Carrie Wolfgang assumed the worst of the COVID-19 pandemic had passed.
The numbers, released daily by the Chautauqua County Department of Health and reported by the media, had long come down from the early months of the pandemic when dozens — if not hundreds — of new confirmed cases were recorded.
But that didn’t mean Wolfgang and her longtime partner, Brian Bernhardt, didn’t take the threat of COVID-19 and its impact seriously for more than a year. She previously had pneumonia and thus a weakened immune system while Bernhardt — who long preferred a quiet, personal lifestyle that often kept him indoors and away from people — had virtually no immune system at all.
“Brian, doing what he did, liked being alone, that was his routine,” Wolfgang said of her partner, who tragically died April 26 at UPMC Hamot in Erie, Pa., at the age of 58. “Whenever we would go out Christmas shopping, he would get sick that first night. He had absolutely no immunity. So when COVID struck in March 2020 … Brian went into shutdown mode as I did. He knew if he was exposed he would get it. We really avoided everything. We went nowhere and wore masks all the time.”
The two Jamestown residents were on alert, and each looked out for the other even as new cases of the coronavirus trickled to a crawl entering its second year in the United Stares.
“We still wore masks whenever we went out,” Wolfgang told The Post-Journal in an interview this week. “We really thought that we had got past this. We really thought that we had made it.”
Bolstering hopes of getting past the highly contagious virus was the fact that Bernhardt was scheduled to receive his first dose of the COVID-19 vaccine April 2. Once he was set, Wolfgang planned to schedule her own shots.
However, on April 1, a day before Bernhardt was to get his first dose, Wolfgang began to feel sick. At first she assumed the ill effects were the result of allergies or the beginning of a sinus infection. But after having a cup of coffee and getting sick, Wolfgang — a retired nurse and currently the owner of Novel Destination book store on Fluvanna Avenue — knew something was wrong.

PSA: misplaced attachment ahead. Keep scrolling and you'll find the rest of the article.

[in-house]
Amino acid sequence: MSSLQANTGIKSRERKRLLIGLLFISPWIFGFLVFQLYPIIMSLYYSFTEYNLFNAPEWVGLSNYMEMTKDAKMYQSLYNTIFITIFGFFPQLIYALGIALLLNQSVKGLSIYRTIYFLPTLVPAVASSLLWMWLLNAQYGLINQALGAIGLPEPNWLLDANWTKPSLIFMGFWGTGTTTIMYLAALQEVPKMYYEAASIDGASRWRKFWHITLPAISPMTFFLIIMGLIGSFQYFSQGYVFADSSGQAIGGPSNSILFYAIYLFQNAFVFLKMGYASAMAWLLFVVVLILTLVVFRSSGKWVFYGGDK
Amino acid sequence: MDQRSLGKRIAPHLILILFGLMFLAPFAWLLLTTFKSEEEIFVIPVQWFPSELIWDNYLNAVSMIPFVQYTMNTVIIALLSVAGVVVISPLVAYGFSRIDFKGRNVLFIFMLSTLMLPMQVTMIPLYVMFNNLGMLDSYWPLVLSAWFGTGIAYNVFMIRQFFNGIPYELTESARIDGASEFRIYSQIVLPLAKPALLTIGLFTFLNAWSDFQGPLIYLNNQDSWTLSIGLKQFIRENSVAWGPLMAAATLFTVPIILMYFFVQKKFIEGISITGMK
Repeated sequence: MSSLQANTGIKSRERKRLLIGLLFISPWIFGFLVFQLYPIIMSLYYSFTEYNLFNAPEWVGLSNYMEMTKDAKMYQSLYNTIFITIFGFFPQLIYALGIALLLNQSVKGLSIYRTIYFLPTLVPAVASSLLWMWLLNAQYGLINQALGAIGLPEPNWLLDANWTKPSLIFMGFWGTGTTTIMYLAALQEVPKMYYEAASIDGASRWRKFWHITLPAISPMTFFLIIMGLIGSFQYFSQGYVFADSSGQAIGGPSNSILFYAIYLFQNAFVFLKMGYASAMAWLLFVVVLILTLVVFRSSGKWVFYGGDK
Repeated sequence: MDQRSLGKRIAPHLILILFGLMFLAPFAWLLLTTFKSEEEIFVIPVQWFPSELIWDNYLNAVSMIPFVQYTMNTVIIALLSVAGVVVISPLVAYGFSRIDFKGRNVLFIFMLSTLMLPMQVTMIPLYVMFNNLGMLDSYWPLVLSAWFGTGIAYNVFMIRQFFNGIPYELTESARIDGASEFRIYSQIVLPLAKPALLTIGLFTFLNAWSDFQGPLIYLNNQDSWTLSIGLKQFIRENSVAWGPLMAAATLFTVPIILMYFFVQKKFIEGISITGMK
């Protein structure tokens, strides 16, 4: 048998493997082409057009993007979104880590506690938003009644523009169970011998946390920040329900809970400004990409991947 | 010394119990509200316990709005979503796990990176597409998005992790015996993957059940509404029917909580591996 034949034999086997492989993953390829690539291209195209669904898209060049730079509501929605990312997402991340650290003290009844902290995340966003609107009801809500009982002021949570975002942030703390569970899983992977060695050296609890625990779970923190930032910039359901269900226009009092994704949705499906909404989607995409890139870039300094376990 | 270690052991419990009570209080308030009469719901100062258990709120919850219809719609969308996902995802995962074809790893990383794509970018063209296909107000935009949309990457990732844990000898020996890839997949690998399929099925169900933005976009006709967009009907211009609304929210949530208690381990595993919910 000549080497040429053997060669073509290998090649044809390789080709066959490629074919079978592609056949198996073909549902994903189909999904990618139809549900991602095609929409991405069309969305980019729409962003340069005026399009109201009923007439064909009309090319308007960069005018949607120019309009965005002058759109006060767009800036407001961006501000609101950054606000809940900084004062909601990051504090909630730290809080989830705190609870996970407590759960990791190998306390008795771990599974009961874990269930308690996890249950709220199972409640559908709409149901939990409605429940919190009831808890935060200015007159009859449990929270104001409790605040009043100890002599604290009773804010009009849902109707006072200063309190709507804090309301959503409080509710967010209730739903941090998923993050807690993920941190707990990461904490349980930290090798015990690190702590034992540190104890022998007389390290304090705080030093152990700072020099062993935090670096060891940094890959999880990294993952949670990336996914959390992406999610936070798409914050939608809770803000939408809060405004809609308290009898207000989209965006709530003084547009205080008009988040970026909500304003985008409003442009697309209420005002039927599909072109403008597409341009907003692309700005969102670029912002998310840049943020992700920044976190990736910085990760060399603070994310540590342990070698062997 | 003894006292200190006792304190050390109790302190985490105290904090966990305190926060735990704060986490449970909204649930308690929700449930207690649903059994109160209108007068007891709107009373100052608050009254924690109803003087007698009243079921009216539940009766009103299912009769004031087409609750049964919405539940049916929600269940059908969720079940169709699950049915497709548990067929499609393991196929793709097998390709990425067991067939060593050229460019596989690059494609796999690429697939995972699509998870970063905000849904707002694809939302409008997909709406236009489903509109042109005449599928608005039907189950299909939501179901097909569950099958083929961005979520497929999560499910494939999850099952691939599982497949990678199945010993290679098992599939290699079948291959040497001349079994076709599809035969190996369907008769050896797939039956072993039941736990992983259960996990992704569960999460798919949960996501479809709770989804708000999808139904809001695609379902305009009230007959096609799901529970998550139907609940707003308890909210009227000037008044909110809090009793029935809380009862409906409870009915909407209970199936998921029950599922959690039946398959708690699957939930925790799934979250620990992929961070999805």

She immediately got tested for COVID, with the results coming back positive. Upon returning home, Bernhardt went and got his own test, also coming back positive.
“Even with the health department, they were never able to determine where we got it from, or what our connection was,” Wolfgang said. “On April 2, he was to have his injection. That was the irony of the whole thing. He was approved for a Moderna shot after waiting all this time.”
A LOVE OF DOGS, AND A SETUP
Naturally shy, Bernhardt preferred to live a quiet life “behind the scenes.” He graduated from Panama Central School in 1980 and landed a job in the summer of 1984 at Blackstone-Ney Ultrasonics in Jamestown. There he worked as an electrical engineer in charge of research and development.
Wolfgang said Bernhardt was always good with his hands. “He just wanted to do what he did best — take things apart and find a way to make them perform at their best,” she said. “He was a man of science and grace.”
Laurie Adatepe said her brother was the more inquisitive one of the two as kids, often seeing him emerge from his room with lights and alarms going off. “He was the inventor, I was the book person and could tell you how something worked. But he could go and actually build it,” she said.
Bernhardt was also known for his love of dogs. His obituary notes: “He never met a dog he didn’t like and his little princess dog, Mattie, survives him.”
Wolfgang and Bernhardt had met years before, but it wasn’t until her mom and his mom “conspired” to set the two single adults up in 1998. By that point in the late ’90s, Wolfgang was divorced and Bernhardt remained a bachelor.